|Ground:||Kennington Oval, Kennington|
|Scorecard:||England v Pakistan|
|Event:||Pakistan in British Isles 2006|
DateLine: 25th August 2006
The International Cricket Council's leading administrators were all in London on Friday as efforts were stepped up to find a way out of the ball-tampering row engulfing Pakistan's tour of England.
An ICC spokesman confirmed that as well as chief executive Malcolm Speed, whose arrival had been widely trailed, the global governing body's president, Percy Sonn, and general manager-cricket, David Richardson, had also come across for meetings.
The spokesman added that a news conference was set to be held in London later Friday.
Pakistan have threatened to boycott the remainder of their tour if captain Inzamam-ul-Haq was banned as a result of charges of ball-tampering and bringing cricket into disrepute following their forfeiture of the fourth and final Test against England at The Oval on Sunday.
Inzamam's disciplinary hearing, due to take place Friday in London, has been postponed because of the unavailabilty through personal reasons of ICC chief match referee Ranjan Madugalle to hear the case.
On Thursday, the England and Wales Cricket Board (ECB) announced they had made contingency plans to play against an International XI should Pakistan pull out of Monday's Twenty20 international.
The ECB has also held talks with other countries to fulfil the five forthcoming one-day internationals should Pakistan withdraw.
This was despite earlier assurances from Pakistan Cricket Board (PCB) chairman Shaharyar Khan that his side would go ahead with those matches.
Cancelling the one-dayers would cost the ECB an estimated 10 million pounds.
Pakistan are due to play England in a Twenty20 match at Bristol on Monday before the one-day series proper starts Wednesday in Cardiff.
The ECB said it had "received approval from ICC to approach leading world players to form an international XI to play against England at Bristol on Monday in case of the unlikely eventuality of the England v Pakistan game being unable to proceed."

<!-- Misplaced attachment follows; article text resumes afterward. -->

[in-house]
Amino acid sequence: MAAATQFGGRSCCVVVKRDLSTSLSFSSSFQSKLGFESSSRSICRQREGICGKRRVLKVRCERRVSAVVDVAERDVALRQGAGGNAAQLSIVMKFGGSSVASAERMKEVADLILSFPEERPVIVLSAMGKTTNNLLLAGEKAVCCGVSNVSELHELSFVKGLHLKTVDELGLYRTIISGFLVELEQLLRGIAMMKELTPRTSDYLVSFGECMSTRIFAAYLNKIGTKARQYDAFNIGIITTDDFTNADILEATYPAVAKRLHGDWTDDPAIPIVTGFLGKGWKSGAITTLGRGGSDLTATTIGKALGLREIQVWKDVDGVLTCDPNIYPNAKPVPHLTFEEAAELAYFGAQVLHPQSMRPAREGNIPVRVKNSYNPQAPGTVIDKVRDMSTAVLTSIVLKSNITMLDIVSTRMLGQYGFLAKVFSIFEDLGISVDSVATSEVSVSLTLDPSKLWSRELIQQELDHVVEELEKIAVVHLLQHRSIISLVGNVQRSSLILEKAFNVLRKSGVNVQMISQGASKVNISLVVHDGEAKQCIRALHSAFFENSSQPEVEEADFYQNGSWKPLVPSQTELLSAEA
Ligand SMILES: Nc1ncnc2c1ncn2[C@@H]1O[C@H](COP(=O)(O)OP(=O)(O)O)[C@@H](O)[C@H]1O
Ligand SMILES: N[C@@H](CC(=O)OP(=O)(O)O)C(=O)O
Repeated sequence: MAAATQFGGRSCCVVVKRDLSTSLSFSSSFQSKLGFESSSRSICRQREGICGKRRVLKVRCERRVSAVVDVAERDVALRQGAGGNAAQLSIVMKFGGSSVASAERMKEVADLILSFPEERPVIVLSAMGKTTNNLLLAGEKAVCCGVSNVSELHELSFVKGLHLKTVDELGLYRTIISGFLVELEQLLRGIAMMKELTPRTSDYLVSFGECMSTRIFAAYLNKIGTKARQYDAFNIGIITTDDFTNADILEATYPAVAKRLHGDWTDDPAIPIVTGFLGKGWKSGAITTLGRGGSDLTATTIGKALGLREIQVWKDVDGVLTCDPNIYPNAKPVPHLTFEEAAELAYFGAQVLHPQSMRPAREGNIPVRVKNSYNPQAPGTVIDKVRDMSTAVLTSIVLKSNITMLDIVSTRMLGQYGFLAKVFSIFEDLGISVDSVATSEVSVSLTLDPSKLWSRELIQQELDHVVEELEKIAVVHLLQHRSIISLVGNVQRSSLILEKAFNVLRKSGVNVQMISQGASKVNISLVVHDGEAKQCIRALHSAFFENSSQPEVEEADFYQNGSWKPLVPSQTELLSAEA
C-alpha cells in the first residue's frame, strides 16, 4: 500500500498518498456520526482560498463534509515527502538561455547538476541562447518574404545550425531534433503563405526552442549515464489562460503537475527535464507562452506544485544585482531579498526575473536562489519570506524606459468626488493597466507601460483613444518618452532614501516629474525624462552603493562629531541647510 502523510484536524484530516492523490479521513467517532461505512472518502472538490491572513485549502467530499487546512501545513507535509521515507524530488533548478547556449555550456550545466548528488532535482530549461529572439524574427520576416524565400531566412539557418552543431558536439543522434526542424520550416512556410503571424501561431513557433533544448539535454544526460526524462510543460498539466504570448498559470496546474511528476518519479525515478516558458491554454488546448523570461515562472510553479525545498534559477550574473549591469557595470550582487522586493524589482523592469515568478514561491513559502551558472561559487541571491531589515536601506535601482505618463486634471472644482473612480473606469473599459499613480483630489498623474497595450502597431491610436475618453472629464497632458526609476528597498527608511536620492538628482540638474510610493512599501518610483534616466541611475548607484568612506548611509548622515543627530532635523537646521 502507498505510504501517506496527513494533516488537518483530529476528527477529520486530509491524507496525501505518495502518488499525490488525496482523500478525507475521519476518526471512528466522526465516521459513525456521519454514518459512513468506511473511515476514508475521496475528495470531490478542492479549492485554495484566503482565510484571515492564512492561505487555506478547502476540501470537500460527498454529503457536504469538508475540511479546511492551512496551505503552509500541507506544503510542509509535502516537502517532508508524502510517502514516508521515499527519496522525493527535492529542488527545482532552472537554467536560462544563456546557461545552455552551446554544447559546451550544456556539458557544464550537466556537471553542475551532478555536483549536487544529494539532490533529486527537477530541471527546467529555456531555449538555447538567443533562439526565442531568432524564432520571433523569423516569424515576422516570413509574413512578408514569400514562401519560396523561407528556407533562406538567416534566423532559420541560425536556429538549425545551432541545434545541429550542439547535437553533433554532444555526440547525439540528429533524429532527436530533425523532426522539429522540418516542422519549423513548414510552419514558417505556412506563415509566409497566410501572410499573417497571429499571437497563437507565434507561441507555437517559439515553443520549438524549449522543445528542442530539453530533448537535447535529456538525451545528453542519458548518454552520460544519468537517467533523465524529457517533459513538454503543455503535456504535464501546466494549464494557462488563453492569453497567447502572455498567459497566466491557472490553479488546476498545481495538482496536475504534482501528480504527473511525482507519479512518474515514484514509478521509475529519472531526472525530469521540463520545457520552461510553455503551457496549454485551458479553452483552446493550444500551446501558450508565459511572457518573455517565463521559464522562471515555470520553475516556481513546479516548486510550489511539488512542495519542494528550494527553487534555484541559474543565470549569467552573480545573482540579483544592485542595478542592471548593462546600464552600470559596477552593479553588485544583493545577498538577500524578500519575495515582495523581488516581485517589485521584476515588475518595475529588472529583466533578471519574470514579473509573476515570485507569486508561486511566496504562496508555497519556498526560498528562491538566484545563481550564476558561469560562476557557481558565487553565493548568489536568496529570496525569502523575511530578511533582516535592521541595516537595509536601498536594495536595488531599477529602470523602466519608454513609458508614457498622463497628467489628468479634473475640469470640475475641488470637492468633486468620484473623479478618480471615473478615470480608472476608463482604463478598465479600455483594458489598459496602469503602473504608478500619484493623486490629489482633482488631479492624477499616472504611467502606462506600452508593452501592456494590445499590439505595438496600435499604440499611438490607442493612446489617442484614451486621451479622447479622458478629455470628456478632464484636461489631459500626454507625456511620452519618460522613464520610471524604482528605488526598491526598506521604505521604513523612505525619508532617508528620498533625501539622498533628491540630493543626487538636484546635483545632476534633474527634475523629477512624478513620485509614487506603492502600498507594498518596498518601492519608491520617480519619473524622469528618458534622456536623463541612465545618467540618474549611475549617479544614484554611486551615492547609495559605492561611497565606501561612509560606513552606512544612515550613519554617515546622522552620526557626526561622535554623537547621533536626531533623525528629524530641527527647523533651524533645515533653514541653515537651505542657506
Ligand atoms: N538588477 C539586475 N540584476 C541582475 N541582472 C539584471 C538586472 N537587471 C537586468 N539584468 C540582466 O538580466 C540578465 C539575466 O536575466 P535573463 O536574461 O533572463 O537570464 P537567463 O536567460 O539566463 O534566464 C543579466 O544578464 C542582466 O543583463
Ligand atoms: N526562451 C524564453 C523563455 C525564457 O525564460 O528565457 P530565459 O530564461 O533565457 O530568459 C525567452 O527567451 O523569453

ECB chief executive David Collier said: "Given the current uncertainty concerning the scheduling of the Code of Conduct hearing and imminence of the International Twenty 20 it is prudent to examine all options to provide spectators with guaranteed play on Monday.
"ECB can also confirm that it has been in discussion with ICC and other full member boards to provide a further contingency plan for the NatWest (one-day) series. These discussions are well advanced, but it is hoped that the Pakistan team will be able to fulfil its commitments."
The Pro40 match scheduled for Monday between Nottinghamshire and Glamorgan has been brought forward a day to Sunday to allow major players from those clubs - notably New Zealand's Stephen Fleming - to play in the Twenty20.
Finding replacement opponents for the one-dayers is more problematic with England, regardless of the financial implications, desperate to boost their one-day international form in the run-up to next year's World Cup having been thrashed 5-0 at home by Sri Lanka earlier in the season.
Australia, West Indies and India are due to play a triangular tournament in Malaysia in the run-up to October's Champions Trophy event in India.
But South Africa, whose coach Mickey Arthur has expressed an interest in playing England, and Sri Lanka could step in as their one-day series has just been cancelled because of security concerns in Colombo.
Such has been the effect of the ongoing row that Pakistan coach Bob Woolmer admitted he'd come close to resigning.
Pakistan were incensed by the decision of on-field umpires Darrell Hair and Billy Doctrove to award England five penalty runs on Sunday because they believed the tourists had illegally altered the condition of the ball.
When they twice failed to come on after tea with the umpires it was ruled that Pakistan had forfeited the match - the first time this had happened in 129 years of Test cricket - and England won the series 3-0.
Soon after Inzamam was charged, it became increasingly clear that Pakistan's players were uncomfortable about playing on with, in the words of Shaharyar, the "sword of the hearing hanging over them".
Pakistan did turn up for their warm-up match against Middlesex at Uxbridge, west London, on Thursday but the game was abandoned because of rain.
Veteran Australia official Hair has been the main target of the tourists' anger, with Shaharyar writing to ICC to request he be barred from standing in all future Pakistan matches.
But Speed said: "It remains the role of the ICC and not our members to appoint umpires. The appointments are made without fear of favour."
(Article: Copyright © 2006 AFP)